The Community College Research Center (CCRC) just issued two reports on the state of the Humanities at community colleges in the US. One looks at the proportion of students who major in humanities, and also at the percentage of overall courses taken that fall under what the reports call “HLA” (humanities and liberal arts -- a serious misnomer, given that the liberal arts also include the social sciences, math, and the natural sciences, but whatever). The other looks at humanities course enrollment and performance as a predictor of degree completion, vertical transfer, and completion upon vertical transfer.
The short version is that they mostly convey good news. While enrollments in the humanities have sagged at four-year colleges, they’ve actually increased at community colleges. GPA’s in community college humanities courses prove admirably strong predictors of overall GPA at subsequent four-year colleges. The reports single out the visual and performing arts as the largest gainers over the last decade or so, which I’ll admit surprised me.
Having said that, though, the reports left me feeling like the point had been missed.
To be fair, they appear to have been conceived as answers to a different question. They set out to illustrate, with some success, that the apparent “crisis in the humanities” -- at least in terms of enrollments -- is unique to the four-year sector. Humanities enrollments at community colleges are doing well overall, even though almost nobody outside of community colleges notices. I saw a bit of that myself a couple of years ago when I co-presented at the AAC&U conference with Kate McConnell; although the organization and the conference don’t specify a sector, community colleges were badly underrepresented, and most of the discourse there took the four-year sector as the norm. McConnell and her colleagues recognized that, to their credit, but the national discourse around the humanities is still very much dominated by a narrative of decline.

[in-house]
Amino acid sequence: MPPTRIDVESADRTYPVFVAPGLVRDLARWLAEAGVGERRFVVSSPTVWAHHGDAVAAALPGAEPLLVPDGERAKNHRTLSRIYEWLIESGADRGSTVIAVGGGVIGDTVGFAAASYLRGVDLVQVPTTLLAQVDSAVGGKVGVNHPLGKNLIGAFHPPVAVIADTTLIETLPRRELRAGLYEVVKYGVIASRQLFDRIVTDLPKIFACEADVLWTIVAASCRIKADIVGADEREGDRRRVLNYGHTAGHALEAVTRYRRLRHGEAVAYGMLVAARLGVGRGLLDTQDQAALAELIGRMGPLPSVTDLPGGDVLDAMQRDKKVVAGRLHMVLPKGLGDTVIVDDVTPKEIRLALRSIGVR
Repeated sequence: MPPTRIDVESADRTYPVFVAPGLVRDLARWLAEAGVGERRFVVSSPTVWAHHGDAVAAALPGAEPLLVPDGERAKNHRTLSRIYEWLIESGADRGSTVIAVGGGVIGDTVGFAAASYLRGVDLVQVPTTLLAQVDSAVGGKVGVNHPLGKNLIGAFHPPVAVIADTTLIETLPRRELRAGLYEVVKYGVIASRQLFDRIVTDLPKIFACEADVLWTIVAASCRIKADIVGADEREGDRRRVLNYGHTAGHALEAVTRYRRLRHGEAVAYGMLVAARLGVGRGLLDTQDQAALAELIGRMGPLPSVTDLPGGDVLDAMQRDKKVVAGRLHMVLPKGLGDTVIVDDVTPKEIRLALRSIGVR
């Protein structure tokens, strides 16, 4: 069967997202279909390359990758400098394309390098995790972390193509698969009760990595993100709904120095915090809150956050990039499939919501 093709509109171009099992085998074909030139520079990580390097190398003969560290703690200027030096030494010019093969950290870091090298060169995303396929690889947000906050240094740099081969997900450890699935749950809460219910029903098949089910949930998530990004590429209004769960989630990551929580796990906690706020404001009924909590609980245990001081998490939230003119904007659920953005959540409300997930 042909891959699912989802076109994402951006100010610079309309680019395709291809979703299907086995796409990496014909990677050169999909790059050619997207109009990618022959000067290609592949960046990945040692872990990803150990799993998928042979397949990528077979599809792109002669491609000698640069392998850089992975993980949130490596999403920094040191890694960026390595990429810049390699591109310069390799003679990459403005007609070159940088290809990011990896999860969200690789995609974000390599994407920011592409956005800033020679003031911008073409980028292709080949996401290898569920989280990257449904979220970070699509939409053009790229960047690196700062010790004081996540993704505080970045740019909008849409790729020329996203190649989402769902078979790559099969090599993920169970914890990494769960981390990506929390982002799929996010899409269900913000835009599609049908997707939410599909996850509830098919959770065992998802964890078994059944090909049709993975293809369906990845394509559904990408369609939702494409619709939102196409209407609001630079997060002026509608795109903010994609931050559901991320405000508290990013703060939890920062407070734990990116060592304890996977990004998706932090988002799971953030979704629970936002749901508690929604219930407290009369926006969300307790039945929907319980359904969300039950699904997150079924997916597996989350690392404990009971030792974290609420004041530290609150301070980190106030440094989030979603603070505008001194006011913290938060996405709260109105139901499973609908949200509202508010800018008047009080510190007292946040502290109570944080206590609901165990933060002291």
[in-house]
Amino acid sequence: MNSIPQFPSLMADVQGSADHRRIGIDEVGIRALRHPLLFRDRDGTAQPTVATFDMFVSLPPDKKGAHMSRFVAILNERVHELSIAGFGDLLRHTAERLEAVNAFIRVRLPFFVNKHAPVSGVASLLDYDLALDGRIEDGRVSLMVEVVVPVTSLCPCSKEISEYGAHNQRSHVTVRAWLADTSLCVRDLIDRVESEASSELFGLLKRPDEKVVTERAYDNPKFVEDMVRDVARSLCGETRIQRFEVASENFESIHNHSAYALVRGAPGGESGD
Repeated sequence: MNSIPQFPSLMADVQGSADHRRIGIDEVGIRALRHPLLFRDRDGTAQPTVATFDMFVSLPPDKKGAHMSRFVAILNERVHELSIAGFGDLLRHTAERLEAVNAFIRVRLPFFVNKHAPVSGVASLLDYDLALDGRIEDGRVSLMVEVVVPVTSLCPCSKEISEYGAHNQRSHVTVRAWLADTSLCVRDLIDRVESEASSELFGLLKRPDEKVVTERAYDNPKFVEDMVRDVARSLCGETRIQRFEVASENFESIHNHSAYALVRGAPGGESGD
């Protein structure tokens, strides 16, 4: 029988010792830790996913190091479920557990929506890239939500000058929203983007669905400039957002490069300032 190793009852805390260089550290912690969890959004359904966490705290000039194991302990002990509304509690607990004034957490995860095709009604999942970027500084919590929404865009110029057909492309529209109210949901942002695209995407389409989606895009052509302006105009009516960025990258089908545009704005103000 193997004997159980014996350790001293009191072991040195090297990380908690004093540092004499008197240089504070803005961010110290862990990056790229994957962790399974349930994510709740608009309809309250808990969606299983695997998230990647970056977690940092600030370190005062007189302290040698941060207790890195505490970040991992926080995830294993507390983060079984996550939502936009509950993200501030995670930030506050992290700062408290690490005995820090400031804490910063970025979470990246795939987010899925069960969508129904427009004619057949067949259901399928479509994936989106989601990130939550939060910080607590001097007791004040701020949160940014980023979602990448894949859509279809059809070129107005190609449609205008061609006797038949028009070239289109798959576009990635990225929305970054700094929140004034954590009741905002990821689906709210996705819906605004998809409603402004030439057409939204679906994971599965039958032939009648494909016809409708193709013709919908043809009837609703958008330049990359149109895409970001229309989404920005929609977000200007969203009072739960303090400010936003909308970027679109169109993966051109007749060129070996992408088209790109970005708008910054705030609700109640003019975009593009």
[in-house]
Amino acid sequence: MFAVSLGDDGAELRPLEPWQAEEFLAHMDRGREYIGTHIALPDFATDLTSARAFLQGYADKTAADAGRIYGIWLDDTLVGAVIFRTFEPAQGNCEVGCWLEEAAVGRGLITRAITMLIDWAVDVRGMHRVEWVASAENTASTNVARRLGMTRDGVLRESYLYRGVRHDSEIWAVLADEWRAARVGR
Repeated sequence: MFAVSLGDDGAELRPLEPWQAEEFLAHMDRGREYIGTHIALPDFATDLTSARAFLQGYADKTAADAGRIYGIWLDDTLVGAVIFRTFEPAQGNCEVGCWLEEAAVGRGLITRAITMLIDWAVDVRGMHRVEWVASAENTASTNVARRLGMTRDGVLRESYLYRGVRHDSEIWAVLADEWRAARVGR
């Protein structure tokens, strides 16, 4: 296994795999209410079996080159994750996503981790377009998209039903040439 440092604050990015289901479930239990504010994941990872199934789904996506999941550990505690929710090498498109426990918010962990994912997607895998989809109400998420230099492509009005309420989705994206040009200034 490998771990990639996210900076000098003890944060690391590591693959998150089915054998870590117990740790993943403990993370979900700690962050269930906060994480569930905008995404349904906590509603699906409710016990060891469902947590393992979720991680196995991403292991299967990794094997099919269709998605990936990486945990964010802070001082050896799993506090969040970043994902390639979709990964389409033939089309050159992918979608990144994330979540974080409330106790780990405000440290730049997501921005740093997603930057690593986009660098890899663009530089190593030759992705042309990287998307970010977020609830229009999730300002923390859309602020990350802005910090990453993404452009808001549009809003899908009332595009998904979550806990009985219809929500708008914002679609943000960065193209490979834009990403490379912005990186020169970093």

So, okay. But why do the humanities feel besieged here, too, if all is actually well? Why does the narrative of decline resonate so strongly here, if it isn’t founded in the data?
Reflecting my own background in the social sciences -- an important part of the liberal arts, thank you very much -- I think it’s due to which variables you consider.
For example, the reports acknowledge in passing, but don’t pursue, the difference between general education requirements and electives. Enrollments in “English” don’t tell us much about “humanities,” to the extent that those English classes are the required composition classes. At my own college, for instance, engineering and business majors have to take six credits of Engliish comp. It’s a state requirement. Lumping in mandated courses with, say, literature electives doesn’t tell us much. For instance, one report notes that English is the one humanities discipline with a significant decline over the last few years. That would seem inscrutable unless you connect the dots to degree requirements. If every degree student has to take comp, and overall college enrollments drop, then we’d expect comp enrollments to drop. What that tells us about literature is unclear at best.